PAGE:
Currently, over 200 FDA regulations cited in the U.S. Code of Federal Regulations incorporate the food ingredient standards that USP publishes in the Food Chemicals Codex (FCC) compendium. The first edition of the FCC, which was published in 1966 by the Institutes of Medicine, was given quasi-legal recognition in July 1966 by means of a letter of endorsement from FDA Commissioner James L. Goddard, which was reprinted in the book. The letter stated that “the FDA will regard the specifications in the Food Chemicals Codex as defining an ‘appropriate food grade’ within the meaning of Sec. 121.101(b)(3) and Sec. 121.1000(a)(2) of the food additive regulations, subject to the following qualification: this endorsement is not construed to exempt any food chemical appearing in the Food Chemicals Codex from compliance with requirements of Acts of Congress or with regulations and rulings issued by the Food and Drug Administration under authority of such Acts.”


USP’s standards for dietary supplements may be found in USP–NF and Food Chemicals Codex (FCC) compendia. Legal recognition varies depending from which compendia the standards are published.

To do this the USP works with manufacturers to develop monographs for items:

USP develops public standards to provide quality oversight for dietary supplements and their ingredients. Public input and interaction are vital to the development of these standards, which originate from the draft monographs and data provided by dietary supplement manufacturers, users, and suppliers. USP’s scientific staff and the volunteer Dietary Supplements Expert Committee review data, conduct necessary laboratory tests, and ensure that the information is subject to a process of public review and comment.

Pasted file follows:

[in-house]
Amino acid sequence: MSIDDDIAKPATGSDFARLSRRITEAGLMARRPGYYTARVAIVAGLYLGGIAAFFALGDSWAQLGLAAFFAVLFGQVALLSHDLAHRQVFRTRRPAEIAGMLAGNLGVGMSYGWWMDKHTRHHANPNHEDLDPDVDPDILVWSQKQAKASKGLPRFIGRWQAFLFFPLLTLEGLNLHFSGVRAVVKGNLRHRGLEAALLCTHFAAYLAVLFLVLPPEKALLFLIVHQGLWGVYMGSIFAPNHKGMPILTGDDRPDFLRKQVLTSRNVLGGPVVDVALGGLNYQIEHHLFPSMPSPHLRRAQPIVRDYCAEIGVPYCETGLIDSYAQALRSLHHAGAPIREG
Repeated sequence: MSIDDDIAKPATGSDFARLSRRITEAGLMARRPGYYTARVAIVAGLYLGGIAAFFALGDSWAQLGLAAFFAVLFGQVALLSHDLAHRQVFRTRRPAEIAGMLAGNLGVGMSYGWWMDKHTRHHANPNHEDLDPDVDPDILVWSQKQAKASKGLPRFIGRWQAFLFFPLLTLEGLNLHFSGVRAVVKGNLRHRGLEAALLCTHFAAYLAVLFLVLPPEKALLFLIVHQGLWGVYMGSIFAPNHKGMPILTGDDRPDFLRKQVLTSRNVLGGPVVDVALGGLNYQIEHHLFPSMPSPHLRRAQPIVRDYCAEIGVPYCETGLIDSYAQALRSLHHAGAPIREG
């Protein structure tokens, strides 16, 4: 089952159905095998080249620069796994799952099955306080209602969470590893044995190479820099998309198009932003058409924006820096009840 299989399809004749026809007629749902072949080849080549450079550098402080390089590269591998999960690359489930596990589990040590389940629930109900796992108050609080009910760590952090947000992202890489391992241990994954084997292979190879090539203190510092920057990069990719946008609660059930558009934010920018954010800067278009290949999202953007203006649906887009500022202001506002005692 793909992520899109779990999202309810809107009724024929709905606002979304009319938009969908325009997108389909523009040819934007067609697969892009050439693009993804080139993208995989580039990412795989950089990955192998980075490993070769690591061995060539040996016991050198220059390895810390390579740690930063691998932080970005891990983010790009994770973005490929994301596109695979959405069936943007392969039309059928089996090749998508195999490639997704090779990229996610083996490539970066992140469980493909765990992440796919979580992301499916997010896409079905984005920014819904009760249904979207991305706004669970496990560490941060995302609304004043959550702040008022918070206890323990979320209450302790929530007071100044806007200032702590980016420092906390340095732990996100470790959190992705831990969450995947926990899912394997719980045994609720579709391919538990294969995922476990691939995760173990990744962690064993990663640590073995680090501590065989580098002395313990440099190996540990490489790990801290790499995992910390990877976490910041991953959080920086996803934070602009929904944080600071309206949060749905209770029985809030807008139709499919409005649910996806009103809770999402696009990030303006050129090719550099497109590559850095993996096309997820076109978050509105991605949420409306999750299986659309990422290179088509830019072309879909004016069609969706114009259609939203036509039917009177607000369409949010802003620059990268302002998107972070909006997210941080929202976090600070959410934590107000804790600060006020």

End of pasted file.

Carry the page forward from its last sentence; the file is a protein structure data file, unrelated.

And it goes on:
They do this through several public forums which they operate:

Proposals for new or revised dietary standards from USP–NF and FCC that appear in the DSC are first published for public review and comment in either the Pharmacopeial Forum or the FCC Forum. Through these free online forums, interested parties have the ability to provide feedback on the proposed standards and revisions and participate in the USP standards-setting process.

They encourage people to submit their substances for inclusion:

USP encourages you to submit draft monographs for the dietary supplements you manufacture or supply. Your draft monograph will become the starting point for the public standard. USP staff will involve you in the public process of review and comment to refine and finalize the monograph for publication in the next USP-NF edition or supplement.

The USP sounds like it is an avenue that is open to Medical Cannabis in the form of a Food Ingredient or as a Dietary Supplement and they tell you how to do it.

USP wants Medical Cannabis Experts

uspLooking deeper into the USP and what they might be doing with Medical Cannabis we run across that they are looking for Experts to sit on a panel.